The Bribery Act

The Bribery Act will not outlaw corporate hospitality which may have led to a large number of prosecutions, the Government has said in its long awaited guidance on last year’s Bribery Act.

The Act should not be used to stop companies from entertaining customers and contacts, the new rules have said.

Standard hospitality, promotion or other business expenditure which seeks to improve the image of a commercial organisation, better present products and services, or establish cordial relations, is recognised as an established and important part of doing business and it is not the intention of the Act to criminalize such behaviour – says the guidance.

The guidance makes clear that no-one is going to try to stop businesses getting to know their clients by taking them to events like Wimbledon, Twickenham or the Grand Prix.  Reasonable hospitality to meet, network and improve relationships with customers is a normal part of doing business.

The Act has clarified what was seen as an old and confusing set of bribery laws but businesses were worried that it would make corporate hospitality illegal and placed too big a burden on companies for the behaviour of rogue staff.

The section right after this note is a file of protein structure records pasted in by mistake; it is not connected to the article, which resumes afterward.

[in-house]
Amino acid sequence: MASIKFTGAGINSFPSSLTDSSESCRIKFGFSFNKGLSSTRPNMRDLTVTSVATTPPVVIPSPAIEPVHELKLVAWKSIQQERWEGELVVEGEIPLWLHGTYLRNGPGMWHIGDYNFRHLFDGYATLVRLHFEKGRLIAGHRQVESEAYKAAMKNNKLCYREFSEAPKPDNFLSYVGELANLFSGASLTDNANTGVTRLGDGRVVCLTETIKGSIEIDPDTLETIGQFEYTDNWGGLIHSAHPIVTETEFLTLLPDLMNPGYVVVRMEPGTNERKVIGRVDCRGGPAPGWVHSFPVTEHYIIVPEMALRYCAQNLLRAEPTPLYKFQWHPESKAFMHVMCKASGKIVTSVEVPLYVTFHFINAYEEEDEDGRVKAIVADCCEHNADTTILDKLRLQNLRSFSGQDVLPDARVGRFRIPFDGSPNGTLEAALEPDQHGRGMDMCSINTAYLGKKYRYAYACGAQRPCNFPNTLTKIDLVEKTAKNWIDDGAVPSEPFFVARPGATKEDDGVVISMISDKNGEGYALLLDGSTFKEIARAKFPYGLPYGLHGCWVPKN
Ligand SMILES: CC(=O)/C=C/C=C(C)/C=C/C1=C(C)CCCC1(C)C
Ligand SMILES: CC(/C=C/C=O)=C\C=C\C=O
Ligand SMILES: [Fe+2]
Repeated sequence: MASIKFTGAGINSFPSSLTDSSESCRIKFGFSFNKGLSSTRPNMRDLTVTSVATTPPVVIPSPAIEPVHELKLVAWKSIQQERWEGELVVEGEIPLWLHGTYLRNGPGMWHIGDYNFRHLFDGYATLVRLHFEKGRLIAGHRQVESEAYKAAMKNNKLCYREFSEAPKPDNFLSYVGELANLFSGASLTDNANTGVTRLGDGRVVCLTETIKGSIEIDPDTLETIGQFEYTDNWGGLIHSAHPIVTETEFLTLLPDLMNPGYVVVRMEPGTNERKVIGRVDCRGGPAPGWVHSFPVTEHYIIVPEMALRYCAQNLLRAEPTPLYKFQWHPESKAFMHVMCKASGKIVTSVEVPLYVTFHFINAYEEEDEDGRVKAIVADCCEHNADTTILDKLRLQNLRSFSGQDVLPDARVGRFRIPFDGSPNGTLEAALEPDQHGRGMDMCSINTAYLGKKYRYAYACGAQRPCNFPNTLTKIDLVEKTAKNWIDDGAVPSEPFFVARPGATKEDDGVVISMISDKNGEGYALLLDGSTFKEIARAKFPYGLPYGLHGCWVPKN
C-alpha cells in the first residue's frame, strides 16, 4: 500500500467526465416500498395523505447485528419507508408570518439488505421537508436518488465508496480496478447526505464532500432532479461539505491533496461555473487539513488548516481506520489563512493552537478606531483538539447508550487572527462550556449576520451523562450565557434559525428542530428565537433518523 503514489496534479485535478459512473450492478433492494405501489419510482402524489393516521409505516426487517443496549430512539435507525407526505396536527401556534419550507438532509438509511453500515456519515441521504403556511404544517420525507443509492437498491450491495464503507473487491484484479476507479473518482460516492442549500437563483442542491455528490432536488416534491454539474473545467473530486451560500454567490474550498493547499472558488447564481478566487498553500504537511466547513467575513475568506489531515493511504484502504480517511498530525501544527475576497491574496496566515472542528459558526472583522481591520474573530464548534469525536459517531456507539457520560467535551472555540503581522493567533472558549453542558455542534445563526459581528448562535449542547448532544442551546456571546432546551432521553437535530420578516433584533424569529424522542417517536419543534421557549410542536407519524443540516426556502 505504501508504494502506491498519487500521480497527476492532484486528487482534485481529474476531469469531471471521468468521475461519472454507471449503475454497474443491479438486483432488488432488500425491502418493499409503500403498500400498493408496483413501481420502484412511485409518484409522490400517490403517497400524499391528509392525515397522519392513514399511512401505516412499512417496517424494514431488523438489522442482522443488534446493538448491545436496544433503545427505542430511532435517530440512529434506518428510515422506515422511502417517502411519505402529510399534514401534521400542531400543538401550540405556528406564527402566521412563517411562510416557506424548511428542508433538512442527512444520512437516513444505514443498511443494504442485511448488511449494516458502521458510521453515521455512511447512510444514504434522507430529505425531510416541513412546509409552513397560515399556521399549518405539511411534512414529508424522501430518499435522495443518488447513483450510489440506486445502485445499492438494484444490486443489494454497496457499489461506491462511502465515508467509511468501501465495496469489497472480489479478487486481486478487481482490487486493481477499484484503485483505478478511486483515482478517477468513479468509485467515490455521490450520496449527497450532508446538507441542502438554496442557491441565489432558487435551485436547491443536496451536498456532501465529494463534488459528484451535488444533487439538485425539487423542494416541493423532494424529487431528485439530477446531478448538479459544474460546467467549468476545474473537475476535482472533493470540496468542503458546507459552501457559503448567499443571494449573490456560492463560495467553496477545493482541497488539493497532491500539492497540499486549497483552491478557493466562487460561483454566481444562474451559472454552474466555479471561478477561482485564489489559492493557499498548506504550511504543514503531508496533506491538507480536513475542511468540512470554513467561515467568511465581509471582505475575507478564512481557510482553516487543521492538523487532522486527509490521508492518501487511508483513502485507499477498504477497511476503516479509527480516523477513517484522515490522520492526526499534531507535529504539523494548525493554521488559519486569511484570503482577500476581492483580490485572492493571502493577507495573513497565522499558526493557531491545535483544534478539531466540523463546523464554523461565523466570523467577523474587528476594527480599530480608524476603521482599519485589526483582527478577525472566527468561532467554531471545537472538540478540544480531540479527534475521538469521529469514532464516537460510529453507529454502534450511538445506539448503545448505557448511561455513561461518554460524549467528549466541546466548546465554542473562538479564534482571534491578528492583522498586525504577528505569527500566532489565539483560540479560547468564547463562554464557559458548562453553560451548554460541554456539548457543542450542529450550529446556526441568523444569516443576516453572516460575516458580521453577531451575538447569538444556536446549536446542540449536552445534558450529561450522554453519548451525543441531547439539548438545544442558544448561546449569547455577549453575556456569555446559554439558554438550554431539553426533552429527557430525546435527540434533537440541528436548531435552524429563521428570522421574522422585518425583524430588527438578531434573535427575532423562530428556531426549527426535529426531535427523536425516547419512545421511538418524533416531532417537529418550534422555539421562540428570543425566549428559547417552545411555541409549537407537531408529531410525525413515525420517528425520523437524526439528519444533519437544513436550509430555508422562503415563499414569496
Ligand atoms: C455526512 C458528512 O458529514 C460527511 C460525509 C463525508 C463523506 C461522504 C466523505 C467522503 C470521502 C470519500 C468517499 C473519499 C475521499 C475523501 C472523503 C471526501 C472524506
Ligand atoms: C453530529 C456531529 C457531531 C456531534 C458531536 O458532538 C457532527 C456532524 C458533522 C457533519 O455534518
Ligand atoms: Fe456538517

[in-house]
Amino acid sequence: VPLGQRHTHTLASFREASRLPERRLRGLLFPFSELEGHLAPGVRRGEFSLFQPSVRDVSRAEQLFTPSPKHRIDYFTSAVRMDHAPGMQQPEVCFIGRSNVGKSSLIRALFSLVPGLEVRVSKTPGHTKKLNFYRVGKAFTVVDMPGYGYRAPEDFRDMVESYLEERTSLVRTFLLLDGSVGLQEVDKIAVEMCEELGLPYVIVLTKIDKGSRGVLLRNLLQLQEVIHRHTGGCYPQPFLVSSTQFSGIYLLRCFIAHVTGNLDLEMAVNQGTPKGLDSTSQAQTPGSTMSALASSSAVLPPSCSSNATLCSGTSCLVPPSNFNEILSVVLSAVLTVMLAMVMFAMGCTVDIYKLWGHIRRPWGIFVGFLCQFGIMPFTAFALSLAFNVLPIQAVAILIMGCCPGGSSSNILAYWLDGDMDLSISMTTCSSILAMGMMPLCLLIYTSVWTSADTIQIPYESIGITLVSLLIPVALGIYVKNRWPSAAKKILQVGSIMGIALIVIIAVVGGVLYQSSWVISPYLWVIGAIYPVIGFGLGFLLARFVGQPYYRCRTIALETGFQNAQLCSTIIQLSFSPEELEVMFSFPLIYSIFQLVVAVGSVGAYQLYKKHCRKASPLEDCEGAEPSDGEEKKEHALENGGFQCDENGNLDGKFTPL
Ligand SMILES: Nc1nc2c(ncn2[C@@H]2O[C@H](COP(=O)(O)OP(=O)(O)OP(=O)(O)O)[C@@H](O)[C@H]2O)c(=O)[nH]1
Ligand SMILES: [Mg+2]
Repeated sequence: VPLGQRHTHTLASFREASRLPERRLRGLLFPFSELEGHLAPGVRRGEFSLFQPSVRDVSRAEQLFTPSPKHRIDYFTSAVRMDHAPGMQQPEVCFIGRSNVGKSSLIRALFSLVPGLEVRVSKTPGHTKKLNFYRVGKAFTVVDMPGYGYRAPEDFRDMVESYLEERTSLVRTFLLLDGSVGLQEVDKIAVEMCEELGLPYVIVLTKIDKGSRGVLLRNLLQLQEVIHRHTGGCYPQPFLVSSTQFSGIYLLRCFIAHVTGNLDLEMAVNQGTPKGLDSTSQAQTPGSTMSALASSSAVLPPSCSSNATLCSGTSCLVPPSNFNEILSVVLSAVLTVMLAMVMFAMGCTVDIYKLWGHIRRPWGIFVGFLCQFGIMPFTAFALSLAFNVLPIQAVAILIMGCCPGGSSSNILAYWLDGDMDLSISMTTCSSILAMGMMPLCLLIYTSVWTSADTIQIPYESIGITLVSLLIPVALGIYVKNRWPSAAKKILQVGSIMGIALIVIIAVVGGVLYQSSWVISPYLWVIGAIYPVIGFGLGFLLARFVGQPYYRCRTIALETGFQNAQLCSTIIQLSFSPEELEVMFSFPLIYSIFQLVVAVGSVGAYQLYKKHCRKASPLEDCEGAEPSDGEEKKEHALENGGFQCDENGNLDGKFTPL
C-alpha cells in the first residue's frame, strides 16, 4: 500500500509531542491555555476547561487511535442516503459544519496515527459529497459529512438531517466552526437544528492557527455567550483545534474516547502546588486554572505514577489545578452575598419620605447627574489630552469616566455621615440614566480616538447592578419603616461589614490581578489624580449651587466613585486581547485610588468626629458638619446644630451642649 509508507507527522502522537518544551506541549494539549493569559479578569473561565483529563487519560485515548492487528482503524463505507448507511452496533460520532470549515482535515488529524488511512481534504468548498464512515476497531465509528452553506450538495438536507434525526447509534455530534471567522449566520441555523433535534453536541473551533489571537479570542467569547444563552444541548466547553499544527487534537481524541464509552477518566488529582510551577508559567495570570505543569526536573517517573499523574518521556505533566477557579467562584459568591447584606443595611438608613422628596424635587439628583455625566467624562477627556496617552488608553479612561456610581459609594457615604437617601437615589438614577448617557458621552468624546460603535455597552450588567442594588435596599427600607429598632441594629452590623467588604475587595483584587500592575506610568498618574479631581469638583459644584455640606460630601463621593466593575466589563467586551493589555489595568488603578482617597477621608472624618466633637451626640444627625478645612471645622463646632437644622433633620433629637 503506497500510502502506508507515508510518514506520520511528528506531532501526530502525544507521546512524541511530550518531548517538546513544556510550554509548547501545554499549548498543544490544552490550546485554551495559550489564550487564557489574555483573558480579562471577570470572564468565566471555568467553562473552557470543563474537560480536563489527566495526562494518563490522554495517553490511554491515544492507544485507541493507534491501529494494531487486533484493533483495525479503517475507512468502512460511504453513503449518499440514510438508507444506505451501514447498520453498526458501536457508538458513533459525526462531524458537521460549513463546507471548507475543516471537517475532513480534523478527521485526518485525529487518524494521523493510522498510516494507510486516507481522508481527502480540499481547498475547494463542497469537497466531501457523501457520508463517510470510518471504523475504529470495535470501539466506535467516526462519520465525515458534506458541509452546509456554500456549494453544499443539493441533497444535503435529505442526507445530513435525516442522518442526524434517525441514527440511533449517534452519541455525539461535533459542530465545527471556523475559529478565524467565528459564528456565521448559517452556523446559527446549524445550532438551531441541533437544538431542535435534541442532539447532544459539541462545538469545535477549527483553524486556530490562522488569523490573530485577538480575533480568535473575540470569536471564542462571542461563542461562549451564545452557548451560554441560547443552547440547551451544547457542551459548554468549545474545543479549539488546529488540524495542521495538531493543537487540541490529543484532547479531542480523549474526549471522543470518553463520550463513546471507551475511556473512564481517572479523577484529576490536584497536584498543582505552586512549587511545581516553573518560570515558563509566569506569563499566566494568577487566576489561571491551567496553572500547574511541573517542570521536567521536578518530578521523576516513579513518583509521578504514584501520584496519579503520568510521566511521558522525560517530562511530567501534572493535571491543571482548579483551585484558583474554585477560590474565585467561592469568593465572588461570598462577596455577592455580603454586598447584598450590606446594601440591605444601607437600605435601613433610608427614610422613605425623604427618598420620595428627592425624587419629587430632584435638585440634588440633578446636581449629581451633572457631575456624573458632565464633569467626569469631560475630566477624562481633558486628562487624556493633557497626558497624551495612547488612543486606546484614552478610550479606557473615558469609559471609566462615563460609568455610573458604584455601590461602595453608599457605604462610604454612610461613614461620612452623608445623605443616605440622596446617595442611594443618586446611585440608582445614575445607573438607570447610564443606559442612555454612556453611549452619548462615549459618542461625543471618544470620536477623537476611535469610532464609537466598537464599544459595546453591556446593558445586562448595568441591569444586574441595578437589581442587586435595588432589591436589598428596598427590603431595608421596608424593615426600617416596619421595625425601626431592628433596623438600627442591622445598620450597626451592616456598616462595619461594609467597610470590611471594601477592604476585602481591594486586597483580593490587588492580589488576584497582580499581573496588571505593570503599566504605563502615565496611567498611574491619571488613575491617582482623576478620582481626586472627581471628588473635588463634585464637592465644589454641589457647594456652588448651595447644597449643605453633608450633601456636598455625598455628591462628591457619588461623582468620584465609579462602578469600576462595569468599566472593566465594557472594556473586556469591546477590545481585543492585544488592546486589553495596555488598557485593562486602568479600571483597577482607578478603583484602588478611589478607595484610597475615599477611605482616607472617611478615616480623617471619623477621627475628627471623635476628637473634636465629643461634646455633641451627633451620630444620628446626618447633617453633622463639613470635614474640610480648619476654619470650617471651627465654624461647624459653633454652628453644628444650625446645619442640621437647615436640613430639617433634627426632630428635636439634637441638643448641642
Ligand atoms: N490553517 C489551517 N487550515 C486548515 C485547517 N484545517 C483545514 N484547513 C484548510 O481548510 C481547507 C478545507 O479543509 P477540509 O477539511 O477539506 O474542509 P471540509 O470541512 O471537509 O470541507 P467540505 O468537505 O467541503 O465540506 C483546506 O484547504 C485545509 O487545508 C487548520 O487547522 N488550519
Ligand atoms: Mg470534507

The original guidance produced by the former Labour Government was criticised by the Law Society for being too vague and the current Government delayed the implementation of the Act in order to write this new guidance.  The Act came into force on 1st July 2011.

The guidance clarifies what is mean’t be adequate procedures and said that this would be considered in the light of the size and kind of company involved.

Eventscape is pleased to report that as long as businesses have a clearly designed policy, then reasonable and proportionate expenditure is appropriate.

Hospitality is legitimate and normal business practise.  Companies should ideally keep a register of their spending when it comes to any form of corporate hospitality.